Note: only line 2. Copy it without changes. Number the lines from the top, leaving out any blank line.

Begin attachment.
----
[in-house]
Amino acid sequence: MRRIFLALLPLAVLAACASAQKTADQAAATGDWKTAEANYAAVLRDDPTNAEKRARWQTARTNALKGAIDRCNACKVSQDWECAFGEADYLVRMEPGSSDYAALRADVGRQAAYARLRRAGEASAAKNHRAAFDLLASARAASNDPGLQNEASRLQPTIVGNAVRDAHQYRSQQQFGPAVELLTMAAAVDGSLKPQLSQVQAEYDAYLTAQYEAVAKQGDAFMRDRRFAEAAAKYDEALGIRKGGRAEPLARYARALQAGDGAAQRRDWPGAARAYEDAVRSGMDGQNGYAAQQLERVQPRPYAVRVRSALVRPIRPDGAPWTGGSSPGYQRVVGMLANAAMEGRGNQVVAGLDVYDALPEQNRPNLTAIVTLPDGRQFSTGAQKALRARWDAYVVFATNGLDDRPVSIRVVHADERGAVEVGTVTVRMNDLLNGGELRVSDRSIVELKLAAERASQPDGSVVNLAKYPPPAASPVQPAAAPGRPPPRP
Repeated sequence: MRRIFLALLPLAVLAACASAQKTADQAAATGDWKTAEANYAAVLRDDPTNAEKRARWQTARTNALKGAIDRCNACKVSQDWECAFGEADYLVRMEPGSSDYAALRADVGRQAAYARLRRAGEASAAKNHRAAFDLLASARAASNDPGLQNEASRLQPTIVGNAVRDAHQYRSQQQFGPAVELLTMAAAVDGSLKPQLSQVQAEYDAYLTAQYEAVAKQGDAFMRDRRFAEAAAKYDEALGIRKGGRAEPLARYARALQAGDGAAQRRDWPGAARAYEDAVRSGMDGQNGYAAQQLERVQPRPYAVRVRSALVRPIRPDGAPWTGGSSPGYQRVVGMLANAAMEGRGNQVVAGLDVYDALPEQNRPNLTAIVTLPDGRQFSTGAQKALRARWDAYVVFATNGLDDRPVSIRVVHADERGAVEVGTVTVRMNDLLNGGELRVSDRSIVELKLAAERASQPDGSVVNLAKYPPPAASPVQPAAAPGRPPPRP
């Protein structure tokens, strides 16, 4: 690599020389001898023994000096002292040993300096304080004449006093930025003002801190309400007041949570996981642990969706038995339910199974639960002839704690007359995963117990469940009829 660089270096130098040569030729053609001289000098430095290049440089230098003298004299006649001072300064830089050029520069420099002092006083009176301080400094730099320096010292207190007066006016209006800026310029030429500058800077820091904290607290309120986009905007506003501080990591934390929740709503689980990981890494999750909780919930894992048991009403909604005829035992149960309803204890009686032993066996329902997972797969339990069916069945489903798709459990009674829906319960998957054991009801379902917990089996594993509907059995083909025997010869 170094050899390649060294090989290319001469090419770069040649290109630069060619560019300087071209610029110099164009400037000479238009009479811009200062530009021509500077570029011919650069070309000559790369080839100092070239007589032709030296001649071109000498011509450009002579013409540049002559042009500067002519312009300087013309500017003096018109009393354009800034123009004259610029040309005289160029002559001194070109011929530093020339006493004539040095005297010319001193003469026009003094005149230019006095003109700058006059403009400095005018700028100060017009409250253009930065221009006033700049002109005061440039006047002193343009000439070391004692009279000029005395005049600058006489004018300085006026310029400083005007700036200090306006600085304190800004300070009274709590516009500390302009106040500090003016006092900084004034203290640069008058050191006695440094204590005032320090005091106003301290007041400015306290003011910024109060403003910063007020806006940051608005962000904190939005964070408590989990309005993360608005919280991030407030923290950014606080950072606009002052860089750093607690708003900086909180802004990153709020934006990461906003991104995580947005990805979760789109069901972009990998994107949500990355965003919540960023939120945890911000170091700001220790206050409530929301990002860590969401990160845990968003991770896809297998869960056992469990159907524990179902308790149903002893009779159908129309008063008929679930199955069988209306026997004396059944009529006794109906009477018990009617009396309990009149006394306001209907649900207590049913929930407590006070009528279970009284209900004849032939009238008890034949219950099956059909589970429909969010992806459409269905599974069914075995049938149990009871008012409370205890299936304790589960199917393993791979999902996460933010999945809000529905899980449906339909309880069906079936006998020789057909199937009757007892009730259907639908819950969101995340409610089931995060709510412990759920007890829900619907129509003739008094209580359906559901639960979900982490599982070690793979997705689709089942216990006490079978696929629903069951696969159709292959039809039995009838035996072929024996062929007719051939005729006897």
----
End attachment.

Amino acid sequence: MRRIFLALLPLAVLAACASAQKTADQAAATGDWKTAEANYAAVLRDDPTNAEKRARWQTARTNALKGAIDRCNACKVSQDWECAFGEADYLVRMEPGSSDYAALRADVGRQAAYARLRRAGEASAAKNHRAAFDLLASARAASNDPGLQNEASRLQPTIVGNAVRDAHQYRSQQQFGPAVELLTMAAAVDGSLKPQLSQVQAEYDAYLTAQYEAVAKQGDAFMRDRRFAEAAAKYDEALGIRKGGRAEPLARYARALQAGDGAAQRRDWPGAARAYEDAVRSGMDGQNGYAAQQLERVQPRPYAVRVRSALVRPIRPDGAPWTGGSSPGYQRVVGMLANAAMEGRGNQVVAGLDVYDALPEQNRPNLTAIVTLPDGRQFSTGAQKALRARWDAYVVFATNGLDDRPVSIRVVHADERGAVEVGTVTVRMNDLLNGGELRVSDRSIVELKLAAERASQPDGSVVNLAKYPPPAASPVQPAAAPGRPPPRP